Gnosticism. Some of Its Beliefs, Practices, and its Continued Influence in the World: Part I

To Gnosticism’s separation of soul and body, spirit and flesh, pneumatic and animal existence, Christianity opposed the Incarnation of God. The fact that God became man, indeed flesh, proves that the redemption and resurrection of the entire earthly world is not just a possibility but a reality. Against the Gnostic separation of the old and new covenants, Irenaeus taught the unity of the testaments in Christ: they were different, because they were different stages of the one divine education of the human race. In contrast to Gnosticism’s cold presumption, he proclaimed God’s patience, visible in Christ and His Passion, given to us as redemptive grace in the form of faith, hope and love, by means of which we preserve a patient and humble distance from the eternal God whom we can never exhaustively comprehend. This attitude is the fundamental condition of all redemption; indeed, it is redemption itself.

— Hans Urs von Balthasar, The Scandal of the Incarnation: Irenaeus Against the Heresies. trans. John Saward (San Francisco: Ignatius Press, 1990), 9.

Christians have, since the beginning of the Christian tradition, had to beware of doctrines and ideologies which contradict the teachings of their Master, Jesus Christ. Even during the time of the Apostles, the Church dealt with those who claimed direct, divine revelation which opposed the teachings the Apostles had learned directly from him. According to many Church Fathers, Simon Magus was the first heretic. His fame earned him a passage in the Acts of the Apostles, where his attitude towards power and his desire of it for his own personal gain was used to demonstrate how inherently immoral and un-Christian he was:

But there was a man named Simon who had previously practiced magic in the city and amazed the nation of Samaria, saying that he himself was somebody great. They all gave heed to him, from the least to the greatest, saying, “This man is that power of God which is called Great.” And they gave heed to him, because for a long time he had amazed them with his magic. But when they believed Philip as he preached good news about the kingdom of God and the name of Jesus Christ, they were baptized, both men and women. Even Simon himself believed, and after being baptized he continued with Philip. And seeing signs and great miracles performed, he was amazed. Now when the apostles at Jerusalem heard that Samaria had received the word of God, they sent to them Peter and John, who came down and prayed for them that they might receive the Holy Spirit; for it had not yet fallen on any of them, but they had only been baptized in the name of the Lord Jesus. Then they laid their hands on them and they received the Holy Spirit. Now when Simon saw that the Spirit was given through the laying on of the apostles’ hands, he offered them money, saying, “Give me also this power, that any one on whom I lay my hands may receive the Holy Spirit.” But Peter said to him, “Your silver perish with you, because you thought you could obtain the gift of God with money! You have neither part nor lot in this matter, for your heart is not right before God. Repent therefore of this wickedness of yours, and pray to the Lord that, if possible, the intent of your heart may be forgiven you. For I see that you are in the gall of bitterness and in the bond of iniquity.” And Simon answered, “Pray for me to the Lord, that nothing of what you have said may come upon me.” (Act 8: 9 – 24; RSV).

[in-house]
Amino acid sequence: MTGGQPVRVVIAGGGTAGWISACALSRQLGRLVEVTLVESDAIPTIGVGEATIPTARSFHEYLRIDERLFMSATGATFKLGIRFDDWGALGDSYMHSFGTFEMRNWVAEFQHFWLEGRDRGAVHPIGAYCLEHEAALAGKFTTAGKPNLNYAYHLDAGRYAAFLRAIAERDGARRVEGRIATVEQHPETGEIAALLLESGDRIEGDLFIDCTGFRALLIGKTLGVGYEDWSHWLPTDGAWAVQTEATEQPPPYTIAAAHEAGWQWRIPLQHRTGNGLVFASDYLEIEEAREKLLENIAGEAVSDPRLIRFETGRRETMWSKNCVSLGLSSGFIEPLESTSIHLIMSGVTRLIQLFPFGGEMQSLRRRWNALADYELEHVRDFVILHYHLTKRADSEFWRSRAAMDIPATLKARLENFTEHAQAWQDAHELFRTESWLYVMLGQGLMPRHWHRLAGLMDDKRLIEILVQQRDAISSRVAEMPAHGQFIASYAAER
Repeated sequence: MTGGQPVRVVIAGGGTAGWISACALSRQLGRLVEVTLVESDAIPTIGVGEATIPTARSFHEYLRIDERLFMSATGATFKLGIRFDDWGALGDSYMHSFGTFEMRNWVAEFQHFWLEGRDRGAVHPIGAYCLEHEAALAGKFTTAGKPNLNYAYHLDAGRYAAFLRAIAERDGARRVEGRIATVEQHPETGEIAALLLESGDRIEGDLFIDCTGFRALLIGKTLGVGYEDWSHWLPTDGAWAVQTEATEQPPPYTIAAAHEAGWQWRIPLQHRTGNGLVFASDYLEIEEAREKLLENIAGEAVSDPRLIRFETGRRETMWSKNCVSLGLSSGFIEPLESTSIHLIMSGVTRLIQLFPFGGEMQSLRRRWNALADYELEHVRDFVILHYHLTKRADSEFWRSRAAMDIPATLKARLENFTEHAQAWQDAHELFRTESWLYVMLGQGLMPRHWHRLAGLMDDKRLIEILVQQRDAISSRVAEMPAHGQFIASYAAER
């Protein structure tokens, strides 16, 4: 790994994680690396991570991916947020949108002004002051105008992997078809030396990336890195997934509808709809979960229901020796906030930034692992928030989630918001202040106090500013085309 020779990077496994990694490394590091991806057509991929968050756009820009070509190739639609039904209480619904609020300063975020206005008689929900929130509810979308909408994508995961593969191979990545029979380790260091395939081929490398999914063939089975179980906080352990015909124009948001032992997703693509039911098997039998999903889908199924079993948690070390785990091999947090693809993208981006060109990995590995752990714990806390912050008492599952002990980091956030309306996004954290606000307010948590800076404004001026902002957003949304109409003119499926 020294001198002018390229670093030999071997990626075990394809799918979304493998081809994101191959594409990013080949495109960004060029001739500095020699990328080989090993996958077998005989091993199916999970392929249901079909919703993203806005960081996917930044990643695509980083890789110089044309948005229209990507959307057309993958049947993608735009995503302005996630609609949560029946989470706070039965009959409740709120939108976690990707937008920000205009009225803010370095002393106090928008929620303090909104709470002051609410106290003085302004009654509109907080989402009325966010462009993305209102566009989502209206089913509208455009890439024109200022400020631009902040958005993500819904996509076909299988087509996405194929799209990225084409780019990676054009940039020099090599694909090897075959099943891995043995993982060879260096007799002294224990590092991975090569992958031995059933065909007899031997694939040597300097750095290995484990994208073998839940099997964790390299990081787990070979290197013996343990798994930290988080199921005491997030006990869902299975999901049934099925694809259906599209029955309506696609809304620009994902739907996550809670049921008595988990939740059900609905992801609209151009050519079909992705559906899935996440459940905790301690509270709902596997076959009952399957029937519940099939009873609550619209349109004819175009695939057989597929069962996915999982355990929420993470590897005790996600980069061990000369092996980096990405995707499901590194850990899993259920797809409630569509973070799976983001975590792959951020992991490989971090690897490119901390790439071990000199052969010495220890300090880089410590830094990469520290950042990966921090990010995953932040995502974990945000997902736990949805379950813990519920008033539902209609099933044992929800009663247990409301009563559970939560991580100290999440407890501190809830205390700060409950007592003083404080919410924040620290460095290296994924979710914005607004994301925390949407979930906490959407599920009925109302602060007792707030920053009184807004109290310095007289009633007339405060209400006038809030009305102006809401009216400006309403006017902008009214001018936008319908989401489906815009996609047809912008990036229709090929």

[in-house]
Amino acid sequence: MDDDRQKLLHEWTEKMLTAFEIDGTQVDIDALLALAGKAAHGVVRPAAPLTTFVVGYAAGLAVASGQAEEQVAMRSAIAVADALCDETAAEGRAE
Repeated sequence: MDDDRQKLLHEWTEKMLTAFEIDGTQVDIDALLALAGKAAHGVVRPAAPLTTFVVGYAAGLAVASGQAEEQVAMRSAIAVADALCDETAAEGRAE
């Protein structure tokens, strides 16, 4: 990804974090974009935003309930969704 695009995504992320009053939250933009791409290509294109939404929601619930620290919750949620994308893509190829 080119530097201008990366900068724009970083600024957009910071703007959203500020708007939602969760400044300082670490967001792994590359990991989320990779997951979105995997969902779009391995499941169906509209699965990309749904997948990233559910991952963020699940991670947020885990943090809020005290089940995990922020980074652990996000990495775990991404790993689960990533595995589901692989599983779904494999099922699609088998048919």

After being rejected by the Apostles, Simon went off on his own, creating a religious sect which glorified him as a god. He tried to incorporate elements of Christian theology in his new religion, believing it would add to his reputation and increase the number of people he could get to follow him. To justify his teaching, and his claim of divinity,he created a new cosmological myth, one which synthesized elements of Greek, Jewish, Persian and Christian thought, and yet one which claimed to have unique insights that the other religious faiths did not possess. This ingenious method of syncretism would be used and developed by the Gnostics which would follow in his footsteps after his death (scholars suggest proto-Gnostic teachings existed before Christ, but they would only become semi-mainstream in the ancient Roman world after they incorporated aspects of Christian theology into their teachings and traditions).

According to Simon, the world was ruled by rebellious angels, who had trapped Ennoia, a feminine principle which represented the “first thought” of God, in the world. Ennoia was made flesh, and lived many lives upon the earth, trapped in human form, constantly being drawn back down by reincarnation, with the most famous incarnation being Helen of Troy. Simon claimed to be an incarnation of the “Great Power of God,” who had come into the world to free Ennoia from her prison before destroying the world in which she is imprisoned. He had revealed himself in many incarnations during his search for Ennoia, one of which was as Jesus of Nazareth. The parable of the lost sheep was a allegory of himself and his search for Ennoia. However, he was benevolent, and was willing to free those who followed him, taking them to higher, more spiritual realms of existence, freed from their earthly prison; anyone else would be destroyed with the rest of the world.